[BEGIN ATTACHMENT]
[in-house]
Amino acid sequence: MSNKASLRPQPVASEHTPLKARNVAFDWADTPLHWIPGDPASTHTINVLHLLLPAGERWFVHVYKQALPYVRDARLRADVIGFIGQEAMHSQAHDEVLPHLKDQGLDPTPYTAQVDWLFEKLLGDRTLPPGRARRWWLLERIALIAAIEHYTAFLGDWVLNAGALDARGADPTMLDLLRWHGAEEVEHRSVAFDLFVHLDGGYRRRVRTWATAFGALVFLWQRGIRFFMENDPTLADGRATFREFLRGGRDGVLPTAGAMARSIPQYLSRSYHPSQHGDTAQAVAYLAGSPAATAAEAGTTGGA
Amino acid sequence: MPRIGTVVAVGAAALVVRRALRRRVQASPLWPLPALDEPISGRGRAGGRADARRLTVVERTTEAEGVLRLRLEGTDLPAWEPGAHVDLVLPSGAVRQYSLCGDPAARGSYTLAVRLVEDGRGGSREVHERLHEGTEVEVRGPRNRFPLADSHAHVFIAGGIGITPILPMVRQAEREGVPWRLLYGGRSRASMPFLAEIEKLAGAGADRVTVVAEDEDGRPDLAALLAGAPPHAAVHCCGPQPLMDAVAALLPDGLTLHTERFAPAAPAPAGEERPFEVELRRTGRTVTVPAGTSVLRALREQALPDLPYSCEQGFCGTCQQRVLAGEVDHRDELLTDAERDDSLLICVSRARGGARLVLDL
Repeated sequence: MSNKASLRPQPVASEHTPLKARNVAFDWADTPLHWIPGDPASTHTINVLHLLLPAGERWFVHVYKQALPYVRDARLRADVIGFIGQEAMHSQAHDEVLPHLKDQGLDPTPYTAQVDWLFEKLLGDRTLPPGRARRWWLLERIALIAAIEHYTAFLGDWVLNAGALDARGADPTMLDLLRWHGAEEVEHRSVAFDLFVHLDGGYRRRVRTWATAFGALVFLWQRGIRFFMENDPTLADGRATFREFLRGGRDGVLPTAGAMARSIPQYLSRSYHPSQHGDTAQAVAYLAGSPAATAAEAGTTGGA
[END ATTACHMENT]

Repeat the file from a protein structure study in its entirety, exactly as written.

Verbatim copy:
[in-house]
Amino acid sequence: MSNKASLRPQPVASEHTPLKARNVAFDWADTPLHWIPGDPASTHTINVLHLLLPAGERWFVHVYKQALPYVRDARLRADVIGFIGQEAMHSQAHDEVLPHLKDQGLDPTPYTAQVDWLFEKLLGDRTLPPGRARRWWLLERIALIAAIEHYTAFLGDWVLNAGALDARGADPTMLDLLRWHGAEEVEHRSVAFDLFVHLDGGYRRRVRTWATAFGALVFLWQRGIRFFMENDPTLADGRATFREFLRGGRDGVLPTAGAMARSIPQYLSRSYHPSQHGDTAQAVAYLAGSPAATAAEAGTTGGA
Amino acid sequence: MPRIGTVVAVGAAALVVRRALRRRVQASPLWPLPALDEPISGRGRAGGRADARRLTVVERTTEAEGVLRLRLEGTDLPAWEPGAHVDLVLPSGAVRQYSLCGDPAARGSYTLAVRLVEDGRGGSREVHERLHEGTEVEVRGPRNRFPLADSHAHVFIAGGIGITPILPMVRQAEREGVPWRLLYGGRSRASMPFLAEIEKLAGAGADRVTVVAEDEDGRPDLAALLAGAPPHAAVHCCGPQPLMDAVAALLPDGLTLHTERFAPAAPAPAGEERPFEVELRRTGRTVTVPAGTSVLRALREQALPDLPYSCEQGFCGTCQQRVLAGEVDHRDELLTDAERDDSLLICVSRARGGARLVLDL
Repeated sequence: MSNKASLRPQPVASEHTPLKARNVAFDWADTPLHWIPGDPASTHTINVLHLLLPAGERWFVHVYKQALPYVRDARLRADVIGFIGQEAMHSQAHDEVLPHLKDQGLDPTPYTAQVDWLFEKLLGDRTLPPGRARRWWLLERIALIAAIEHYTAFLGDWVLNAGALDARGADPTMLDLLRWHGAEEVEHRSVAFDLFVHLDGGYRRRVRTWATAFGALVFLWQRGIRFFMENDPTLADGRATFREFLRGGRDGVLPTAGAMARSIPQYLSRSYHPSQHGDTAQAVAYLAGSPAATAAEAGTTGGA